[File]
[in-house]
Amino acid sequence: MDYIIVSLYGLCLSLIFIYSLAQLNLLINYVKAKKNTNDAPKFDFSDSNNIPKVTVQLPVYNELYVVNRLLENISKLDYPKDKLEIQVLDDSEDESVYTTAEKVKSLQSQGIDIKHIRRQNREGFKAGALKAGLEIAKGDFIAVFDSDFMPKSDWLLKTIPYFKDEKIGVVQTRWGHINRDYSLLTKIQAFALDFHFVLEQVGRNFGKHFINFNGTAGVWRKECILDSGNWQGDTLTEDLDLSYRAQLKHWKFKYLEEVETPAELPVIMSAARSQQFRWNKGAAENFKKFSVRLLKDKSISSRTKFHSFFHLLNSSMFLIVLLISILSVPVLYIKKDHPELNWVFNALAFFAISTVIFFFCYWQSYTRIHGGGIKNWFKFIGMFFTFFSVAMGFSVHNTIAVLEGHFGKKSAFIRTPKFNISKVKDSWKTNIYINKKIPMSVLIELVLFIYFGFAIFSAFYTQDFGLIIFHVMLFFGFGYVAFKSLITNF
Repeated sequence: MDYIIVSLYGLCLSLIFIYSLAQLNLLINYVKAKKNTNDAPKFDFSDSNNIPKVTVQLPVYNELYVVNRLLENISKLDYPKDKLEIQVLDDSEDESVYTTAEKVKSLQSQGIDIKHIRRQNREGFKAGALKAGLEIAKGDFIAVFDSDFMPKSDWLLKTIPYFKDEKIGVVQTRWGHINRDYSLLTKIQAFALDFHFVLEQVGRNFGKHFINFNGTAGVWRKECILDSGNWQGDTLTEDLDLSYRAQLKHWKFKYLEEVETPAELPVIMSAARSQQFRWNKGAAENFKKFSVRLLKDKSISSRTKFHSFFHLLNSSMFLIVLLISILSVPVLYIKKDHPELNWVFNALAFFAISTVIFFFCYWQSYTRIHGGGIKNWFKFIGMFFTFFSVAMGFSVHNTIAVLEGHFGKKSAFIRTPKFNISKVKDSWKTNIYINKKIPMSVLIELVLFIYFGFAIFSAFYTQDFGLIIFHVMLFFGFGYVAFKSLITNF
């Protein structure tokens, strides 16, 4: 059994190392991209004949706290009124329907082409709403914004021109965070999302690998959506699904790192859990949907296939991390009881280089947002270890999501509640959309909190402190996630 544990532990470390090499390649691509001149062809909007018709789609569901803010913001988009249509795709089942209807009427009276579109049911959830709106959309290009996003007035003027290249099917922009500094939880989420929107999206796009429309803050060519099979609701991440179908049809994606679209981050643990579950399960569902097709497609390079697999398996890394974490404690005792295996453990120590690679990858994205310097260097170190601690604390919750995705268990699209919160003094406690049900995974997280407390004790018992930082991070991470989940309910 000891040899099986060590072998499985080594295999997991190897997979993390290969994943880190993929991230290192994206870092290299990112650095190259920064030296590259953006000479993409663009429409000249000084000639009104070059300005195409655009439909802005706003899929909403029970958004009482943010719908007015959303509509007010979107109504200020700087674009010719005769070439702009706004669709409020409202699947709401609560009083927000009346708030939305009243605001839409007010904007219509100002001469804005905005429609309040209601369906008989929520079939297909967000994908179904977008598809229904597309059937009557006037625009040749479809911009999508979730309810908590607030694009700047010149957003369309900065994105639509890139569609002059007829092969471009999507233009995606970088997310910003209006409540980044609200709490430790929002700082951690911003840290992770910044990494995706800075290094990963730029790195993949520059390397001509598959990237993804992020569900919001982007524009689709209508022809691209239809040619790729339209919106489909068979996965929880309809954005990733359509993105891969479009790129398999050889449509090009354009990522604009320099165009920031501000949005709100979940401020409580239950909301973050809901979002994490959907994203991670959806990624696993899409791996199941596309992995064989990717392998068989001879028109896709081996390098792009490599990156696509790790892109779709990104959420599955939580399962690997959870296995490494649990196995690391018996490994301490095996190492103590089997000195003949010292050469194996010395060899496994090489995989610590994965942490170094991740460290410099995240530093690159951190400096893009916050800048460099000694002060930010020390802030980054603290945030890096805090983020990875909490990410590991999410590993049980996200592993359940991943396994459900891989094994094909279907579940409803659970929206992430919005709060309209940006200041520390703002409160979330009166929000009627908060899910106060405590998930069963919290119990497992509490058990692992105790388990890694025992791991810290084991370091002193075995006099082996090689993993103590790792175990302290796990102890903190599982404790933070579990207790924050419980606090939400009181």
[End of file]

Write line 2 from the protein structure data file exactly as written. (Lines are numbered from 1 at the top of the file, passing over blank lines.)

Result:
Amino acid sequence: MDYIIVSLYGLCLSLIFIYSLAQLNLLINYVKAKKNTNDAPKFDFSDSNNIPKVTVQLPVYNELYVVNRLLENISKLDYPKDKLEIQVLDDSEDESVYTTAEKVKSLQSQGIDIKHIRRQNREGFKAGALKAGLEIAKGDFIAVFDSDFMPKSDWLLKTIPYFKDEKIGVVQTRWGHINRDYSLLTKIQAFALDFHFVLEQVGRNFGKHFINFNGTAGVWRKECILDSGNWQGDTLTEDLDLSYRAQLKHWKFKYLEEVETPAELPVIMSAARSQQFRWNKGAAENFKKFSVRLLKDKSISSRTKFHSFFHLLNSSMFLIVLLISILSVPVLYIKKDHPELNWVFNALAFFAISTVIFFFCYWQSYTRIHGGGIKNWFKFIGMFFTFFSVAMGFSVHNTIAVLEGHFGKKSAFIRTPKFNISKVKDSWKTNIYINKKIPMSVLIELVLFIYFGFAIFSAFYTQDFGLIIFHVMLFFGFGYVAFKSLITNF